Heart attack and stroke: The use of COX-2 NSAIDs, including meloxicam, is associated with an increased risk of heart attack and stroke. This risk is increased with higher total daily doses and taking the medication over long periods of time. If you have a history of heart disease, including heart attack and stroke, discuss with your doctor the benefits and risks of taking this medication. Ask your doctor about all available treatment options that may be right for you.
Heart conditions: This medication can cause fluid retention which will make symptoms of certain heart conditions worse. If you have heart failure, high blood pressure, or other medical conditions that increase your risk of fluid retention (e.g., kidney problems), discuss with your doctor how this medication may affect your medical condition, how your medical condition may affect the dosing and effectiveness of this medication, and whether any special monitoring is needed.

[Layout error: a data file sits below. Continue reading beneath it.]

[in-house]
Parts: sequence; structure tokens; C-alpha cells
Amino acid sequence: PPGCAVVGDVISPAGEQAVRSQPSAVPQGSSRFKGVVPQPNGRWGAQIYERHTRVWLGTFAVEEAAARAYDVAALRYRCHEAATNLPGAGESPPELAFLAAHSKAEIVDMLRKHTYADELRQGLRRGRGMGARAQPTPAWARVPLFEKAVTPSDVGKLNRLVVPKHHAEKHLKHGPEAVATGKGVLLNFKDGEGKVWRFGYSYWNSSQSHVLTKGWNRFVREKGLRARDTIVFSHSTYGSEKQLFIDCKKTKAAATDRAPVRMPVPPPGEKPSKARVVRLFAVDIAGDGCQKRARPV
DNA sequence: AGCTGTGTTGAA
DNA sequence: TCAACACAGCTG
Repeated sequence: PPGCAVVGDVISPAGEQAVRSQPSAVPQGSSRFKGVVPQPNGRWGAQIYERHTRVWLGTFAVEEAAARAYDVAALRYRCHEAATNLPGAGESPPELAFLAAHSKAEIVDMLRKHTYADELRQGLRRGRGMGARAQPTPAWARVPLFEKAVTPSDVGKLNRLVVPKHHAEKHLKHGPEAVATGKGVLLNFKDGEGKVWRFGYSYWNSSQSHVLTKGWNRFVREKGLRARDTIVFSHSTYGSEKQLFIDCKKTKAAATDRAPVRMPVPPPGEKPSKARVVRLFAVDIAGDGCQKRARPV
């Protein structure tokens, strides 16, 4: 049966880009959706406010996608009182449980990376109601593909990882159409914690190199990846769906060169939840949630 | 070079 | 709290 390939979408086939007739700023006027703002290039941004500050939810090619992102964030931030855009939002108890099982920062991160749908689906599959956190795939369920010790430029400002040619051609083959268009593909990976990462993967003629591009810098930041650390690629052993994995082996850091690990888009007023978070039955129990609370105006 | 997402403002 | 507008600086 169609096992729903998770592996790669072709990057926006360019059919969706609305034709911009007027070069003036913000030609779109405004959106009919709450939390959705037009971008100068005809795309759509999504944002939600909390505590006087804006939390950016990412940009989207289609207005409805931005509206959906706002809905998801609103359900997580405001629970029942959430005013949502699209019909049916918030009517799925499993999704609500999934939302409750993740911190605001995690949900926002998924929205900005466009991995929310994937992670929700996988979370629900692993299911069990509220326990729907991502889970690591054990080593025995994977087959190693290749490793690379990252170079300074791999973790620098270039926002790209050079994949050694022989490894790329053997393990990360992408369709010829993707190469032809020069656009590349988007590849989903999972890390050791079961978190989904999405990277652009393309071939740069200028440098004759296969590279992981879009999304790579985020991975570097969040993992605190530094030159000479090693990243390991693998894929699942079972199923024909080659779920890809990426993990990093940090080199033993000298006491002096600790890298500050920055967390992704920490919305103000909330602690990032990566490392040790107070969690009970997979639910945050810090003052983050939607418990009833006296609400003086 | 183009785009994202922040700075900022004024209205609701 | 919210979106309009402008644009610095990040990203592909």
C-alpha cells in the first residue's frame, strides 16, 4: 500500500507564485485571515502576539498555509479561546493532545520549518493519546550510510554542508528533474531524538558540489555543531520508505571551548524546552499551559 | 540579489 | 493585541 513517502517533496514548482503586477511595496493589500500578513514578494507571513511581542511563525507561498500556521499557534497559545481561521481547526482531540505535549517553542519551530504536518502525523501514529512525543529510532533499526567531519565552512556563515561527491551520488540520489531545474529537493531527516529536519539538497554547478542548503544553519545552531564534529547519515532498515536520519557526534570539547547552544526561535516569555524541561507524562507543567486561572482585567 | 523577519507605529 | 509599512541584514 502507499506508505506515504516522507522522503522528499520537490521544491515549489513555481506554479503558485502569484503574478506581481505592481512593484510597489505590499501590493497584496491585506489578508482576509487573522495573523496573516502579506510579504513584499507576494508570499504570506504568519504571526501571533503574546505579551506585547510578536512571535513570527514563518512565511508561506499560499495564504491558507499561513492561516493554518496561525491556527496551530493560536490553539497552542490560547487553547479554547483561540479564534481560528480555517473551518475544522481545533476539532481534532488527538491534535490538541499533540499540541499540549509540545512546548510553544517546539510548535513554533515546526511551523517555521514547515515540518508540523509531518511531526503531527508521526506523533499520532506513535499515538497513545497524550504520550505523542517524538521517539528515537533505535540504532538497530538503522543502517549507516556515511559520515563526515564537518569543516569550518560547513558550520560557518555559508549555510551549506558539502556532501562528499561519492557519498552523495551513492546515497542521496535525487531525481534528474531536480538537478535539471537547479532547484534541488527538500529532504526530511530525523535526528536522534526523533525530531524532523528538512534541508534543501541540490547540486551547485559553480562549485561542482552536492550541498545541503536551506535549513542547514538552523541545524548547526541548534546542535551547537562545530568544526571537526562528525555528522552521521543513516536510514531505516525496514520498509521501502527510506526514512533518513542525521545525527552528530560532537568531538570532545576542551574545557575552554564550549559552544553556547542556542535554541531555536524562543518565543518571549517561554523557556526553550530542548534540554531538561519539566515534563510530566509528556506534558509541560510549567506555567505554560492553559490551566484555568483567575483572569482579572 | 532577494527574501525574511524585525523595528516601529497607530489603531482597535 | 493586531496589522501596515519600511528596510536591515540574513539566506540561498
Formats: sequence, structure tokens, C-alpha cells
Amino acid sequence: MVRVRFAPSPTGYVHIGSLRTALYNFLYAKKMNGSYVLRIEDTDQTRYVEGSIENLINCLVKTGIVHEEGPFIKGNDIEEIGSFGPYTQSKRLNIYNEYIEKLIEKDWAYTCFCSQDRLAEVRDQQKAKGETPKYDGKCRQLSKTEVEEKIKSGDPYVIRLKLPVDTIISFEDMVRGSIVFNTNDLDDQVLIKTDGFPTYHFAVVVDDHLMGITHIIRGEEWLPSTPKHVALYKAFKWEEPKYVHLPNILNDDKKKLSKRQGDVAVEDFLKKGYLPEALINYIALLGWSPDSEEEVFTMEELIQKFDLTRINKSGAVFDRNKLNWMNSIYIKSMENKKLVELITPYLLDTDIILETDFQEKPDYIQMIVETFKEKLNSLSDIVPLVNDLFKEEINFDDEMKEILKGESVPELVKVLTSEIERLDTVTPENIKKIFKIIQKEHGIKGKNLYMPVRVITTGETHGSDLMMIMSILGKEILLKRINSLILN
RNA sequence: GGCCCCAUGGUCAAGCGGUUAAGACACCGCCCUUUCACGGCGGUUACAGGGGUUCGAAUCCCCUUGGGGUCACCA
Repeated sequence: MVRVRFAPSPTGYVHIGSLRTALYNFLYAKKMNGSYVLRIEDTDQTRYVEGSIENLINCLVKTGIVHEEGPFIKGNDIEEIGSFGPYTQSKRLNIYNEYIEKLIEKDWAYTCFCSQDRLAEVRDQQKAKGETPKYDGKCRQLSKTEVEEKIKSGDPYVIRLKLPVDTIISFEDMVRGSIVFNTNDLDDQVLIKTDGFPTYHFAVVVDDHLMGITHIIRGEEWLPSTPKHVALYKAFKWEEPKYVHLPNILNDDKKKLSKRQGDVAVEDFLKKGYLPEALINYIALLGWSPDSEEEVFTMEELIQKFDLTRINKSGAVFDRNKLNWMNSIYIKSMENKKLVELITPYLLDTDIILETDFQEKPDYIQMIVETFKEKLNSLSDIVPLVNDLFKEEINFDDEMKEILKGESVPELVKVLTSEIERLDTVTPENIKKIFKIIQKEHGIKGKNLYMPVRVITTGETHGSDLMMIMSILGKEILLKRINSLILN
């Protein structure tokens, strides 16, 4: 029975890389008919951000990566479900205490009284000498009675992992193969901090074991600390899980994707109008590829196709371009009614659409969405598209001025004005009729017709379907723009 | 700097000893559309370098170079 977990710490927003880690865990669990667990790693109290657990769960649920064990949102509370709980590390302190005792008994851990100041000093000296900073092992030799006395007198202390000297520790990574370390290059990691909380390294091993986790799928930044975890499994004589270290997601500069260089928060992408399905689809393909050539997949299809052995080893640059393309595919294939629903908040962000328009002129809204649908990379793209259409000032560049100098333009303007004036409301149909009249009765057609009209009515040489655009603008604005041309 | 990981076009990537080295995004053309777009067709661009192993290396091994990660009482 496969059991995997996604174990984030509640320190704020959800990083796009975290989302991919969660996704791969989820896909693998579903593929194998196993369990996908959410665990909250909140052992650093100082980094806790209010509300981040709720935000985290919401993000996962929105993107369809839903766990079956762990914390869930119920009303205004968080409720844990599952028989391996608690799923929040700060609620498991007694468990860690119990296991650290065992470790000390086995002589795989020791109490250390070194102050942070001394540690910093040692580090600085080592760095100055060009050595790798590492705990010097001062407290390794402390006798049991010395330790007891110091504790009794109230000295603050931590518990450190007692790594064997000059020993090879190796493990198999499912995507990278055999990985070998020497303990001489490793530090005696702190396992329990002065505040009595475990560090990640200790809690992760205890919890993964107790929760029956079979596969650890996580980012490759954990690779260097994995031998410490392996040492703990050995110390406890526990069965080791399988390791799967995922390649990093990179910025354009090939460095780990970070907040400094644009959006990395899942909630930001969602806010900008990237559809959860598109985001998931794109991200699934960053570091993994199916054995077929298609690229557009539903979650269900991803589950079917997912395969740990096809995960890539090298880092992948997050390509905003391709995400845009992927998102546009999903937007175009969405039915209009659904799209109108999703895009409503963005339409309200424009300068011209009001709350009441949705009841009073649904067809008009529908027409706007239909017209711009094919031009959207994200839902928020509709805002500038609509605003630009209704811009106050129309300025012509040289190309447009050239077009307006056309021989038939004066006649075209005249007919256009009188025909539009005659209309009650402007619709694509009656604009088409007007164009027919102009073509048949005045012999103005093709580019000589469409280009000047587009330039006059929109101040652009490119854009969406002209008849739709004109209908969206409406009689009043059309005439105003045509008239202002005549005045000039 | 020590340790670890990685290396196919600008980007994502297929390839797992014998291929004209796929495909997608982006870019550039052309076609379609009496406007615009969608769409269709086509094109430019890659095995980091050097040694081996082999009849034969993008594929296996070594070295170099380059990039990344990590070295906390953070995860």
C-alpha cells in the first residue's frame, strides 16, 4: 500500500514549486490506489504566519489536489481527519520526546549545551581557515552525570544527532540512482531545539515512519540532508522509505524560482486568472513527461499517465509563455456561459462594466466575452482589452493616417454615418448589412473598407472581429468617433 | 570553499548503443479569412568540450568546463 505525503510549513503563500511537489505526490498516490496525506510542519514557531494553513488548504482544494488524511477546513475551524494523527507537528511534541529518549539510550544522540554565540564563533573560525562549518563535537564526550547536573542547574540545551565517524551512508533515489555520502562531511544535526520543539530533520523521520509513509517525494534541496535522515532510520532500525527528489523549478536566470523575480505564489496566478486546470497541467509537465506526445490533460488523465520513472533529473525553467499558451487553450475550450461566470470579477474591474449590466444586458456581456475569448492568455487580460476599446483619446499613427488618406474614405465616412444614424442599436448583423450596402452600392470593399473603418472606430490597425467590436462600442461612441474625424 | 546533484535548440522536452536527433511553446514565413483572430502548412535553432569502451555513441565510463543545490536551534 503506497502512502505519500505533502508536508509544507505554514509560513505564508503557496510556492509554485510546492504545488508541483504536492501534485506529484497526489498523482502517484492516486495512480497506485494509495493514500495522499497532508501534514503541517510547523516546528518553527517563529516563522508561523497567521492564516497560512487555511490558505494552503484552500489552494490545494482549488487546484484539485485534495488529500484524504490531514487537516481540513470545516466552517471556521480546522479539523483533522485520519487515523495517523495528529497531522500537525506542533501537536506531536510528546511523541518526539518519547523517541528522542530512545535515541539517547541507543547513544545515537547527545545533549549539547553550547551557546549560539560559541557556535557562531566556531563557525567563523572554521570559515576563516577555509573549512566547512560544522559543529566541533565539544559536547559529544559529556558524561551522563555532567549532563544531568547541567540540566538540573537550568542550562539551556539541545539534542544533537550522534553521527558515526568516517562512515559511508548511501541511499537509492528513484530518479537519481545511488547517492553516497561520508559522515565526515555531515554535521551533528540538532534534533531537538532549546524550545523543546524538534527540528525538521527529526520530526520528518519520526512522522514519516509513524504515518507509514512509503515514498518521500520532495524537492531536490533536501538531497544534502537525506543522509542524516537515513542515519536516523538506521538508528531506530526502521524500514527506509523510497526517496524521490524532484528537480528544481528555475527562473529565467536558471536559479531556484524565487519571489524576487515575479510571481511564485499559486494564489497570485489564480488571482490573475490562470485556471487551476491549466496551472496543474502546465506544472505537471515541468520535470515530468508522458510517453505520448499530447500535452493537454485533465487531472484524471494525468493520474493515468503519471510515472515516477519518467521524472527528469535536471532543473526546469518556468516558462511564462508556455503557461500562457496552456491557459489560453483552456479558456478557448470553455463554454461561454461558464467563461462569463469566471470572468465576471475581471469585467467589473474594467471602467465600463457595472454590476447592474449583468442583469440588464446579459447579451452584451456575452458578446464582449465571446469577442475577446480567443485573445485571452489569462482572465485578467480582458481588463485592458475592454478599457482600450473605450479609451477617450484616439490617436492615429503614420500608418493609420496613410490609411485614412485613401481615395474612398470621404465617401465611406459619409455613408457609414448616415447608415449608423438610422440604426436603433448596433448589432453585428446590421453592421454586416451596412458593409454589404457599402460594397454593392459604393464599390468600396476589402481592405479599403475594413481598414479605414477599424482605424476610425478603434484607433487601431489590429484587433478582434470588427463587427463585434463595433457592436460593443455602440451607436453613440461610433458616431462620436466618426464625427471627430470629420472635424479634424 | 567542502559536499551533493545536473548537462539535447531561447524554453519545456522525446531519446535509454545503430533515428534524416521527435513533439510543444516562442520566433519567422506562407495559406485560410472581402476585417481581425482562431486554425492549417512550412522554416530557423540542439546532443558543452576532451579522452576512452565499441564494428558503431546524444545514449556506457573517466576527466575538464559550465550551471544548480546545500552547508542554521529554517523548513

Infection: This medication may mask signs of infection such as fever or muscle aches. If you notice other symptoms of infection (e.g., painful or frequent urination, sore throat, cough) contact your doctor.
Informing health professionals: Be sure to tell any health professionals (including your doctor, nurse, pharmacist, and dentist) involved in your care that you are taking this medication, particularly if you are scheduled for heart surgery.